Structural Reforms Taking Hold In Egypt

16 May 2018

As emerging markets in general enjoy a renaissance of investor appetite amid global growth and relative valuations, Egypt has been undergoing an economic transformation that is breathing life into an economy that had been stymied by the after-effects of revolution. Egyptian equities have been a performance standout over the last year, returning nearly 53% compared to approximately 22% for the broad emerging markets index.1

The Egyptian revolution of 2011 led to a far-ranging upheaval of the economic and social fabric of Egypt. The immediate economic after-effects of the revolution included a decline in foreign direct investments, a high budget deficit, high unemployment, high poverty, and a low standard of living. As Egypt transitioned away from its prior government, the economy entered a prolonged crisis period, requiring external financing from outside countries. Ultimately, Egypt turned to the International Monetary Fund (IMF) for help.

IMF Loan and Reforms

In November 2016, the IMF approved a multi-step loan package for Egypt worth $12 billion, contingent upon the country's ability to enact structural economic reforms. According to the IMF, the reforms are meant to restore macroeconomic stability and promote inclusive growth.

The IMF categorized the reforms under four key pillars:2

  • Significant policy adjustment, including (1) liberalization of foreign exchange system; (2) monetary policy aimed to contain inflation; and (3) strong fiscal consolidation to ensure public debt sustainability
  • Strengthening social safety nets by increasing spending on food subsidies and cash transfers
  • Far-reaching structural reforms to promote higher and inclusive growth, increasing employment opportunities for youth and women
  • Fresh external financing to close financing gaps

Market Effects of the Reforms

One of the key reforms instituted was to float the Egyptian pound, which was pegged to the US dollar prior to November 2016. Immediately after floating the pound, Egyptian assets lost roughly 50% of their value and inflation spiked, especially for imported goods. Inflation reached an annualized high of 35% by July 2017 before beginning to subside. A temporary rise in inflation was an expected outcome of letting the market freely value the currency, which to that point had been propped up by burning through foreign reserves. Between November 2016 and August 2017, the Central Bank of Egypt (CBE) aggressively hiked interest rates to combat inflation, raising overnight rates 700 basis points.

After the initial devaluation, interest rate hikes and reform implementation, Egyptian assets stabilized and foreign investments have flowed into the country. In December 2017, foreign holdings of Egyptian Treasury bills hit all-time record highs and have continued to move higher, which has generally been viewed as a positive sign for the rebounding economy.

Equity assets have also been moving higher since the summer of 2017, after the enactment of a new investment law aimed at attracting foreign investment and making doing business in Egypt relatively easier. As inflation eased, the CBE was able to cut interest rates in February and March of 2018 with two consecutive 100 basis point cuts. This has given Egyptian equities another boost.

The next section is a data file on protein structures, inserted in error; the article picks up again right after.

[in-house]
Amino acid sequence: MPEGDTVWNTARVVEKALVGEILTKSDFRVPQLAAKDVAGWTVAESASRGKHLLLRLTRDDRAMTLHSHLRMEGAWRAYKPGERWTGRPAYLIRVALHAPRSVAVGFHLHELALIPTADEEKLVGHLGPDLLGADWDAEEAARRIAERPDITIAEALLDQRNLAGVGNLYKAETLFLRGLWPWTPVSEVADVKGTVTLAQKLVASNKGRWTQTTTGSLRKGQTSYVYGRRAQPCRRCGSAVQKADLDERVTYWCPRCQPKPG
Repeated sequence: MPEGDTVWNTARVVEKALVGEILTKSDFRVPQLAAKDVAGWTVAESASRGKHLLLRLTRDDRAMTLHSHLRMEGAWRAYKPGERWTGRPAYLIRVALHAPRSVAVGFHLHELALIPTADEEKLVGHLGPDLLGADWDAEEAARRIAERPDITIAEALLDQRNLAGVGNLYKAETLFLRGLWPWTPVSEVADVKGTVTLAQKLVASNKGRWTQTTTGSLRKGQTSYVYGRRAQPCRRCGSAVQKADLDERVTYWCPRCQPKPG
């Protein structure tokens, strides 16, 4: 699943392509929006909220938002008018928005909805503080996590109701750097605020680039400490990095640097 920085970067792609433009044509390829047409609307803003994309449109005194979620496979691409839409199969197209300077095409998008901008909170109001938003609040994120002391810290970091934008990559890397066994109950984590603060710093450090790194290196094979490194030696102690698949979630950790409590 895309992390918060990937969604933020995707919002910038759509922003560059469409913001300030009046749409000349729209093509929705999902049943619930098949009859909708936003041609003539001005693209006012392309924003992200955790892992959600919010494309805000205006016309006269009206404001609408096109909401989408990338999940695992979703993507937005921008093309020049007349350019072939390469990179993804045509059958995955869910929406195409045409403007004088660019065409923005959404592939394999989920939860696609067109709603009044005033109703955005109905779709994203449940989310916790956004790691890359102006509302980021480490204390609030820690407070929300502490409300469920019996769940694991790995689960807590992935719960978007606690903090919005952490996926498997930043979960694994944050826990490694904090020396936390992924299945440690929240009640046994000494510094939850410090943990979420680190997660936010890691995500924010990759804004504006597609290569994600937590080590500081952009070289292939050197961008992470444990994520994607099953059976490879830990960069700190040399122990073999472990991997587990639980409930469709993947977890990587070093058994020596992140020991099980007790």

Are the Reforms Sustainable?

In January of 2018, the IMF announced completion of its second review of the reforms. The IMF noted that the reforms have so far led to stabilization of GDP growth, moderating inflation, and fiscal consolidation.3 The completion of the second review led to another round of loan disbursements, with roughly half of the planned $12 billion having been delivered to Egypt. The markets have continued to react positively to the developments, with equity assets and foreign holdings of Treasuries rising throughout 2018 so far.

In April of 2018, President Abdel Fattah el-Sisi was re-elected by a wide margin, albeit on low voter turnout and allegations of heavy-handed tactics to silence opponents. Sisi, nonetheless, is in a position to continue reform efforts and seems to have gained investor confidence, as reflected in a positive IMF review and the ongoing rally in Egyptian assets.

Investors seeking exposure to Egypt will find that Egyptian equities are not well-represented in broad-based emerging markets indexes. We believe that the VanEck Vectors® Egypt Index ETF (NYSEARCA:EGPT) may be an attractive way to target this turnaround story.

MVIS Egypt Index versus MSCI Emerging Markets Index
December 2016 - April 2018

This commentary is not intended as a recommendation to buy or to sell any of the named securities. Holdings will vary for the EGPT ETF and its corresponding Index.

Index performance is not representative of fund performance. Past performance is no guarantee of future results. To view fund performance current to the most recent month end, call 800.826.2333 or visit vaneck.com.

IMPORTANT DISCLOSURE

1 Source: FactSet. As of April 30, 2018.

2 International Monetary Fund. 'IMD Executive Board Approves US$12 billion Extended Arrangement Under the Extended Fund Facility for Egypt.' November 11, 2016.

3 International Monetary Fund. 'IMF Executive Board Concludes 2017 Article IV Consultation and Completes Second Review under the Extended Fund Facility with the Arab Republic of Egypt.' December 20, 2017.

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